Victoria Park – History

Victoria Park covers 18 + acres in the northeast part of downtown London. This area represents a portion of the original site of the 32nd British Regiment Garrison and Cricket Grounds. In 1874, this parcel of land was gifted to the City of London by an Order in Council as an Imperial Land Grant.
The park was initially developed and designed for “passive” recreational activities. There are seven significant periods representing the history of Victoria Park.



Following the 1837 Rebellion Victoria Park was transferred from East Middlesex Agricultural Society to the Military Exchange. There are confirmed archeological remains although none relate to Euro-Canadian presence prior to the Military Garrison.

(3) BRITISH GARRISON: 1838 – 1853 A.D.

The British Garrison occupied Victoria Park during the initial occupation to withdrawal of troops. Fifteen acres of Victoria Park formed the southwest portion of the 73 acre military reserve. In 1839 the Infantry Barracks (Huts for Do) were built and maps suggest that there were no buildings on this site prior to the building of the framed barracks.

During this time, extensive military construction and occupation was occurring. By far the most substantial and significant archeological remains in Victoria Park relate to the Framed Infantry Barracks following the reunion of 1837.

300 foot long Soldiers barracks and 275 foot long Officers Barracks, each being two stories were built during this time. The location was on the ten acres of the northern most two/thirds of the property. While the infantry barracks were built, a garrison bell, imported from India could soon be heard tolling the hours over the countryside.

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The withdrawal of military troops to Europe in 1853 in anticipation of the Crimean War found the barracks empty until the return of troops in 1861. Records indicate that the framed barracks were used in 1855 as a refugee camp for 700 ex-slaves from the United States. This represents the significant contribution the City of London played in the Underground Railway.

(5) BRITISH GARRISON: 1861 – 1869 A.D.

The United States Civil War unrest led to the transfer of 10,000 Imperial Troops to Canada where 2,100 landed in the London Garrison. At this time, documentation provides additions of construction such as drains and cess pools. During 1863 – 1864, a separate compound for infant schools, library, school mistress and quarters was constructed. Although later plans suggest they were not built. At this time, however, there is evidence of a drill ground and cricket field on the premises.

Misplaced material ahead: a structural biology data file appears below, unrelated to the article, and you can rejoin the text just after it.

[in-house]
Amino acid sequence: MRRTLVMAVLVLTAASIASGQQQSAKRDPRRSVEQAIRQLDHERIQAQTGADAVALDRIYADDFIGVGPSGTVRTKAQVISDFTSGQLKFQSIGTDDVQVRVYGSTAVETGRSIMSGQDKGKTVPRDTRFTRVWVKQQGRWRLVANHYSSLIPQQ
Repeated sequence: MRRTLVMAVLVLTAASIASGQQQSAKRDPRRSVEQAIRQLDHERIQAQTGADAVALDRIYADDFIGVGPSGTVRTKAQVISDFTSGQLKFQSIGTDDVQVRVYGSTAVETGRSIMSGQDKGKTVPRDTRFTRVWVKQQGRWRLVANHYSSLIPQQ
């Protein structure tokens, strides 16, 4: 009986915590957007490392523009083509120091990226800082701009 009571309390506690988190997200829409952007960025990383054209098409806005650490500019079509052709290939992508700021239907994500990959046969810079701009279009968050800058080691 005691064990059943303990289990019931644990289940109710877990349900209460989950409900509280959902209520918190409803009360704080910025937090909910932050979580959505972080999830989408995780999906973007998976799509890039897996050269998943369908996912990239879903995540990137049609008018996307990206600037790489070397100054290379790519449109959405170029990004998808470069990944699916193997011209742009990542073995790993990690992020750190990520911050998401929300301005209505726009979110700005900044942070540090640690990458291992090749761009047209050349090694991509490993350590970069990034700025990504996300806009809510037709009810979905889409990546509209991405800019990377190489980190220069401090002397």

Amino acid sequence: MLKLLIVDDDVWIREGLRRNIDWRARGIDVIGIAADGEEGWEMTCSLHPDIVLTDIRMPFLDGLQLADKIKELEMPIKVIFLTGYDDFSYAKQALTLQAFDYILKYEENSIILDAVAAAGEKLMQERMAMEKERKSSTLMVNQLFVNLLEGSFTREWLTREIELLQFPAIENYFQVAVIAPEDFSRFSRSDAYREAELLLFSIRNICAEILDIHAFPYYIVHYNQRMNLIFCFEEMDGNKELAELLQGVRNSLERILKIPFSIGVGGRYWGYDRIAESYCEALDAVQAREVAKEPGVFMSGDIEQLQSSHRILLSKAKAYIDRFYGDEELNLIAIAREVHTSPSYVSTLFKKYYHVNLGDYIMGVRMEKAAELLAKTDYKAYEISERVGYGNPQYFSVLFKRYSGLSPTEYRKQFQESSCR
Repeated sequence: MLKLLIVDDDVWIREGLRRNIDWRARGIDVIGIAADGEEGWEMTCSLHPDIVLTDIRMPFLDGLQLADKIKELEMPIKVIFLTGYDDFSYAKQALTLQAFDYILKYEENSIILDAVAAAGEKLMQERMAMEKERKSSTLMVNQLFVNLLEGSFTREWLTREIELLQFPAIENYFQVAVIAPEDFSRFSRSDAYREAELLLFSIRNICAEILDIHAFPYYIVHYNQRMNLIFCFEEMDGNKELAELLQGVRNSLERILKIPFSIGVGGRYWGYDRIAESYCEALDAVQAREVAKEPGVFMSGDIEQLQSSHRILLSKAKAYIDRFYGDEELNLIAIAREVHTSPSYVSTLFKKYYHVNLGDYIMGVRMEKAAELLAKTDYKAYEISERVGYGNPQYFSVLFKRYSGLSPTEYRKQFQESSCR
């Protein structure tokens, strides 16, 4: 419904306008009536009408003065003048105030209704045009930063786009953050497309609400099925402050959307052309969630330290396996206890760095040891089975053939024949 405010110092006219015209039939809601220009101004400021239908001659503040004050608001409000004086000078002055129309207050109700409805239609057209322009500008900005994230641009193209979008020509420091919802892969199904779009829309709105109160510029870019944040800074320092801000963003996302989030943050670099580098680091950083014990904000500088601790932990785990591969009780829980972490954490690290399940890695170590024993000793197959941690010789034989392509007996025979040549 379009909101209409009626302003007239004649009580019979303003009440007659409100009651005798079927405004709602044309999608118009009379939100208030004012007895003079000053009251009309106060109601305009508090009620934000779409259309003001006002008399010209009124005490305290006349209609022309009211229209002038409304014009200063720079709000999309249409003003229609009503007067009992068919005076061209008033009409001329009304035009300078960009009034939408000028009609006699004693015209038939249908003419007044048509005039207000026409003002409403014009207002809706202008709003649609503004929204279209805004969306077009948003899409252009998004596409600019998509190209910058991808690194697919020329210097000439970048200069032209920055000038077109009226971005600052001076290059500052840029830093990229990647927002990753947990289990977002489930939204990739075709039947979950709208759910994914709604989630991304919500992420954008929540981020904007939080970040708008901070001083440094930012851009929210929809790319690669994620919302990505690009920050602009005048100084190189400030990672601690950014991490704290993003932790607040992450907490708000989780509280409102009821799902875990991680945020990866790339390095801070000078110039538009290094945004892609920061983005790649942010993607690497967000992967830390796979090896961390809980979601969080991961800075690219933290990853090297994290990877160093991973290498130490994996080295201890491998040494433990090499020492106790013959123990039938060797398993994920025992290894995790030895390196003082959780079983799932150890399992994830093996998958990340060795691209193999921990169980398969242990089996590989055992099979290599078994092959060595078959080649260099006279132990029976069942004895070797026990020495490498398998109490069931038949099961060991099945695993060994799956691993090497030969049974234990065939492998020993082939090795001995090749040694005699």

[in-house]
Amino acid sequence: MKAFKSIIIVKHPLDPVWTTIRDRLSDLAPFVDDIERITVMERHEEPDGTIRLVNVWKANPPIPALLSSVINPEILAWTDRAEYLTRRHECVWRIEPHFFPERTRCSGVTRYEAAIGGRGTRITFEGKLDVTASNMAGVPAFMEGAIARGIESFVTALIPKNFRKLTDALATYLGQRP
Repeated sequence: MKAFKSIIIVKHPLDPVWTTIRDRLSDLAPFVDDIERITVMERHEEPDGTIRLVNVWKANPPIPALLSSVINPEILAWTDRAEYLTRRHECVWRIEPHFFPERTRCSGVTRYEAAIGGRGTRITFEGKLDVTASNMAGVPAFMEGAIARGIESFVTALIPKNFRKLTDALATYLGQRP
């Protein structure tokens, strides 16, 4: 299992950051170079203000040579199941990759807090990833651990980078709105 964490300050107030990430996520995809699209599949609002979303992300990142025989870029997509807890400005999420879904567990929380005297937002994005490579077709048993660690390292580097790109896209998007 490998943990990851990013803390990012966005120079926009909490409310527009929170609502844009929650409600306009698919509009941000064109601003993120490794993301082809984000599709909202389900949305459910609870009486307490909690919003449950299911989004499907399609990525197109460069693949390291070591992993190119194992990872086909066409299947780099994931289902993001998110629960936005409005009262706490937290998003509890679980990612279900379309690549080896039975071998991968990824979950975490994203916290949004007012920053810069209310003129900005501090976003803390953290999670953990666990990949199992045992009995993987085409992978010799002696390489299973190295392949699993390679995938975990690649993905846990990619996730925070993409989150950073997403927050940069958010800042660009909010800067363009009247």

(6) POST MILITARY INTERVAL: 1869 – 1877 A.D.

In 1871, a double row of maple trees were planted on the old drill ground and cricket field and transposed to a riding promenade. Single trees of this planting are still evident in the park today.

Of all the British regiments stationed in London, the Royal Scots regiment under its commander Col. George A. Weatherall made a particular impression. Instead of keeping disorderly soldiers confined to the barracks, Weatherall organized them to remove the huge stumps which abounded in the town’s roadways. Wellington Street (north of Dundas) and the Garrison grounds were cleared in the latter instance forming a parade square. The stumps formed a fence around the garrison property.

In 1873, the framed barrack was burned down. On August 27, 1874, Governor-General the Earl of Dufferin dedicated Victoria Park, and the services of the Gardener who prepared the grounds for the United States Centennial Exposition in Philadelphia were secured to lay out its fifteen and half acres. The plan was developed by William Miller, who was Head Gardener of Fairmont Park in Philadelphia.

The request for the naming of the park after Queen Victoria was confirmed in 1874. The Park was first developed and designed at this time for “passive” recreational activities.